As I write this, the House has just introduced the Governor’s budget proposal from his March budget address and the House Republicans have just announced their version of the 2011-2012 budget. There are not any details yet, but I am certain that we will be sorting through a great deal of information and making some difficult decisions in the next month or so.
One of the most difficult items to deal with this process is that approximately 85 percent of the budget is beyond our control — it includes contractual and debt obligations, has mandates from the federal government and contains required expenditures as well. That makes our jobs even more difficult as we try to address growing needs within only 15 percent of the budget.
Please don’t misunderstand me, we all acknowledge that we must live within our means, but I disagree with the Governor and House and Senate leadership about how we accomplish that. My caucus has proposed budget savings that could provide more in this year’s budget without any service cuts and without new taxes; we have identified smart investments in the programs and services that we believe are important to the voters; and, we have highlighted key restorations that we hope to make during this budget process.
The Delaware loophole continues to be one of the first policies that I believe we should be looking at in this discussion. The Senate Democrats have long been advocates of this effort — it is part of the Tax Fairness component in the PA Works Plan.
Pennsylvania has one of the highest corporate net income taxes in the nation, but 70 percent of our corporations do not even pay it because of the Delaware loophole. Imagine how competitive we could be if all corporations paid their fair share in the Commonwealth? Sources estimate that PA loses $450 million a year because of this loophole.
The Delaware loophole works like this: A company in Pennsylvania transfers the ownership of its trademarks, copyrights, patents, etc. to an investment company in Delaware.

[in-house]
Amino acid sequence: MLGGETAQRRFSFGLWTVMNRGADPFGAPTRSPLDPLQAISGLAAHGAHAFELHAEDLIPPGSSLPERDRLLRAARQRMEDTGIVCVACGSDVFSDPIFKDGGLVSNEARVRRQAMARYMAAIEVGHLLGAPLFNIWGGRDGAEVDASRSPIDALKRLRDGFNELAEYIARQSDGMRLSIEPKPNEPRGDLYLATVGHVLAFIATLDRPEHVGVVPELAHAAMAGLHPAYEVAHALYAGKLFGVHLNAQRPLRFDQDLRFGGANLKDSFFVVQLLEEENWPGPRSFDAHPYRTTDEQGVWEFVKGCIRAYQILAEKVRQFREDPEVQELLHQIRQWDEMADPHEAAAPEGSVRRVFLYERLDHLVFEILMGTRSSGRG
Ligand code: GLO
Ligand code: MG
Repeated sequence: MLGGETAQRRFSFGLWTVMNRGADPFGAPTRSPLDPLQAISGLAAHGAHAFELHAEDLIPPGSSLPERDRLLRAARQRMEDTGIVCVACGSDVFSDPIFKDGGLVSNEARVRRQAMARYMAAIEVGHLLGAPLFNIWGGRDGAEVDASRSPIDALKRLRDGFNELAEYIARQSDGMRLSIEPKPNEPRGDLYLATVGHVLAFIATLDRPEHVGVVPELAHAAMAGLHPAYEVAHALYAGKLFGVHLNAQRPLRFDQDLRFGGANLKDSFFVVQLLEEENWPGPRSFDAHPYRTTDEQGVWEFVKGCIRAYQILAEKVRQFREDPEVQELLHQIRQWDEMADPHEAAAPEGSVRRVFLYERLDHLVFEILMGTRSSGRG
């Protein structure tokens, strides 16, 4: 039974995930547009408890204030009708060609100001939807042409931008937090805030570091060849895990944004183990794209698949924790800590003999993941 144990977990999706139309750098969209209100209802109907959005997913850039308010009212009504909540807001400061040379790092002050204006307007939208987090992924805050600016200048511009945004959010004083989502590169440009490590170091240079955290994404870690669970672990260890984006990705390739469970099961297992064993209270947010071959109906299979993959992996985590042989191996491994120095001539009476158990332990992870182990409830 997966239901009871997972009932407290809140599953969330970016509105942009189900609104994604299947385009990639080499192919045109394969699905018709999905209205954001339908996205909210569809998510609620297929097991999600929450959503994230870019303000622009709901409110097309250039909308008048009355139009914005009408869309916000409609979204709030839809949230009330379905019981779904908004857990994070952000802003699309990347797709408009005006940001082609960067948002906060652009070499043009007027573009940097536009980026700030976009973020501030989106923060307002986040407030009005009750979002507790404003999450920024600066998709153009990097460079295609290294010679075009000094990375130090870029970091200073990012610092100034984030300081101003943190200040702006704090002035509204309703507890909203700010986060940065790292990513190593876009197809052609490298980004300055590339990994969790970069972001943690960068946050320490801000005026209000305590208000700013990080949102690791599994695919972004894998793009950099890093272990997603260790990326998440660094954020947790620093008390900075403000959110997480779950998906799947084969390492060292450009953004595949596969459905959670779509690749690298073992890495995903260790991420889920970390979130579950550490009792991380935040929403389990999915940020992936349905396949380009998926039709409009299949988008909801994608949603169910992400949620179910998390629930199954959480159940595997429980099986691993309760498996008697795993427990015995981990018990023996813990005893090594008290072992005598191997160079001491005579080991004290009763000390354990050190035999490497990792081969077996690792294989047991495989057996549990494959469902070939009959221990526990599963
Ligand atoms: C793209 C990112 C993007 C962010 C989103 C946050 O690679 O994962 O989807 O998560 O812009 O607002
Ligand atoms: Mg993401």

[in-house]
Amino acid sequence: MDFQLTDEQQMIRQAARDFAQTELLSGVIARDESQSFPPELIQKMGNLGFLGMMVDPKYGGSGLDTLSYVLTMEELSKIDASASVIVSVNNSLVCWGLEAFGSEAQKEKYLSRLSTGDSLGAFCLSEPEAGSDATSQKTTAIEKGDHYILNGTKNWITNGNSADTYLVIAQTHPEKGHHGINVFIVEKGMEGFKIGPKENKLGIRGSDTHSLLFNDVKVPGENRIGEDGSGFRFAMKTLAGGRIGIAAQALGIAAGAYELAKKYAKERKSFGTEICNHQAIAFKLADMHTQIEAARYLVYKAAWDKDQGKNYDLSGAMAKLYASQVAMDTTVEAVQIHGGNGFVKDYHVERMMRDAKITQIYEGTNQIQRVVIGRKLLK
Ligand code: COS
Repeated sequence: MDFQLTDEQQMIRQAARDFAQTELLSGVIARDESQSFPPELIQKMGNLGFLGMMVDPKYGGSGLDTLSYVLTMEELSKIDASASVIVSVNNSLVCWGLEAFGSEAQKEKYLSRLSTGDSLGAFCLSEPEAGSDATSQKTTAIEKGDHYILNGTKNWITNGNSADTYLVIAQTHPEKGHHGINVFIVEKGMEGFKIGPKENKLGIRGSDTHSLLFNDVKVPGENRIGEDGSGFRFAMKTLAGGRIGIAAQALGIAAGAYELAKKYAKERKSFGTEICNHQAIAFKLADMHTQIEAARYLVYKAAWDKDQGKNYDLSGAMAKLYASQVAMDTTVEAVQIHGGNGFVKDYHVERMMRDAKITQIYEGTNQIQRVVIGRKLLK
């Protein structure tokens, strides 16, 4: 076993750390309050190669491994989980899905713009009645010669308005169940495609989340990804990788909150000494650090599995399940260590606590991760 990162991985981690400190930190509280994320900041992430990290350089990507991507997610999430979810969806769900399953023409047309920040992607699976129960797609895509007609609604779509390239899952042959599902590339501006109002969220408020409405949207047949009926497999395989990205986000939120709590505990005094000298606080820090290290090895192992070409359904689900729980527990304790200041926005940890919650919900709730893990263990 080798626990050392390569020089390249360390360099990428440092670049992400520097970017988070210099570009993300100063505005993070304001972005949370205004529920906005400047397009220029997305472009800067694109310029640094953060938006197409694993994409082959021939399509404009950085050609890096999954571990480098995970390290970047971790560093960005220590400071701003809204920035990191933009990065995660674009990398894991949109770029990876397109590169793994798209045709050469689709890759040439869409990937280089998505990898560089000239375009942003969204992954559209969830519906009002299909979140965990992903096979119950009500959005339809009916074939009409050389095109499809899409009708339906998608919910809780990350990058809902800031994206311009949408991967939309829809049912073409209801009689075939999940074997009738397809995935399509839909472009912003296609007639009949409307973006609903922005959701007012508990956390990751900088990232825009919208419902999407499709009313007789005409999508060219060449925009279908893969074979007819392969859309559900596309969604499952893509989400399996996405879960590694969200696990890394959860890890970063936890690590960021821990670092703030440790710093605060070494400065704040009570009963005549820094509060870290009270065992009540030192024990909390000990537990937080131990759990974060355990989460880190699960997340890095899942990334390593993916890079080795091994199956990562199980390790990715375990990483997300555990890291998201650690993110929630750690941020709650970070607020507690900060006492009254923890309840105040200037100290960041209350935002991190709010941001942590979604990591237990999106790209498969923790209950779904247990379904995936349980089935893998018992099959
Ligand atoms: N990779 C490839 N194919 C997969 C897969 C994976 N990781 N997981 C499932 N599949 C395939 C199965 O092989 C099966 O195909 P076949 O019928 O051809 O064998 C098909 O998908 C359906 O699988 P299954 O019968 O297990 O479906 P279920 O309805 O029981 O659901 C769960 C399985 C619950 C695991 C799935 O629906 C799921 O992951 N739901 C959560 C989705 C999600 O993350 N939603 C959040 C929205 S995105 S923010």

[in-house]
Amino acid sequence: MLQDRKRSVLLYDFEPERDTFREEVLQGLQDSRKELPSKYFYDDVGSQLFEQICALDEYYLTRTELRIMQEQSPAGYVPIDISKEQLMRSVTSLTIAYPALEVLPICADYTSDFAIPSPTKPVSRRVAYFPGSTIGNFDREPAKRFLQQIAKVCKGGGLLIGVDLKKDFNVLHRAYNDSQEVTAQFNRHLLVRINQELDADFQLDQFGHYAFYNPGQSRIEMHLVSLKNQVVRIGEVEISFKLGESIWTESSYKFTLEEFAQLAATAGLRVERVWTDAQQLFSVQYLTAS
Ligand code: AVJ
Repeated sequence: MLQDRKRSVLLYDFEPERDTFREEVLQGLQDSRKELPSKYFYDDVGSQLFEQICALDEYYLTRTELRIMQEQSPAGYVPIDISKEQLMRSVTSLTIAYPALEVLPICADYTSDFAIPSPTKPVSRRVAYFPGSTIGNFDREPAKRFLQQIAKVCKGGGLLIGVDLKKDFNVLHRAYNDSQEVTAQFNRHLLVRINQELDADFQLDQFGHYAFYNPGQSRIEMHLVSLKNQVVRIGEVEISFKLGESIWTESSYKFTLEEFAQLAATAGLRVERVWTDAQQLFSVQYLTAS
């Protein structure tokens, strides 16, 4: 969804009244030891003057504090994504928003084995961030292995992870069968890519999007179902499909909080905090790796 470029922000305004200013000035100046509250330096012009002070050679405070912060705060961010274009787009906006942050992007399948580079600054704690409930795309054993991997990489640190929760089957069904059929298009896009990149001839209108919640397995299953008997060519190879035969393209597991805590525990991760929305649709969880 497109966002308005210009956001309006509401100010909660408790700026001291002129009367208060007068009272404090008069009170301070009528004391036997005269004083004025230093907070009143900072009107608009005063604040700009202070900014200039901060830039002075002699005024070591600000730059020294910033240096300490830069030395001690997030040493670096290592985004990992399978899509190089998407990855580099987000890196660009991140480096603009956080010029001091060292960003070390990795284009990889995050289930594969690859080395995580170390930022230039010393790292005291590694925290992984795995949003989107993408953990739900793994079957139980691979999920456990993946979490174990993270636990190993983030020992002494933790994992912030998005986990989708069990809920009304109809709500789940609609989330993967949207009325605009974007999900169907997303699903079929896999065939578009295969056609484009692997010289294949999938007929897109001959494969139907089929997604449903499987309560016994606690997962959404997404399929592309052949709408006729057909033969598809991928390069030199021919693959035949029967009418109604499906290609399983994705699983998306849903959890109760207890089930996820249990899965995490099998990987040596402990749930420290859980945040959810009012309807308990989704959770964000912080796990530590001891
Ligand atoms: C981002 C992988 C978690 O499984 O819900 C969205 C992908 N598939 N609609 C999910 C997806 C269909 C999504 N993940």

The PA company earns $100 million at its PA locations, but then pays the investment company in Delaware $100 million for the use of the trademarks, copyrights, patents, etc. Now, the PA company has no income — and, therefore, no tax liability. And the Delaware company? An exemption in Delaware law provides that the company does not pay any state income tax in Delaware either.
The loophole forces the state to rely more on taxpayers and small business owners — all of whom are already struggling to recover from a recession. Supporters say that the loophole is a tool that allows the companies to avoid that high corporate net income tax rate and claim that it allows a company to reduce taxable income.
They also believe that use of the loophole makes the business more competitive and makes it financially viable for it to stay in PA. Isn’t that what we want all residents and small businesses to be able to do? Isn’t it in the best interest for all taxpayers in the Commonwealth to be competitive? Don’t we want it to be financially viable for everyone to stay in PA?
We would all like to avoid high tax rates — but the reality is that there is a cost to providing state services and programs, maintaining our roads and bridges and protecting the health, safety and welfare of our residents. Shouldn’t that cost be spread across all parties so that it is as fair as possible for taxpayers?
In order to improve our economy, and our Commonwealth, we must strike a balance between fiscal responsibility and a fair tax system. Eliminating the Delaware loophole is the first step in that challenge.
Senator Wayne D. Fontana
42nd Senatorial District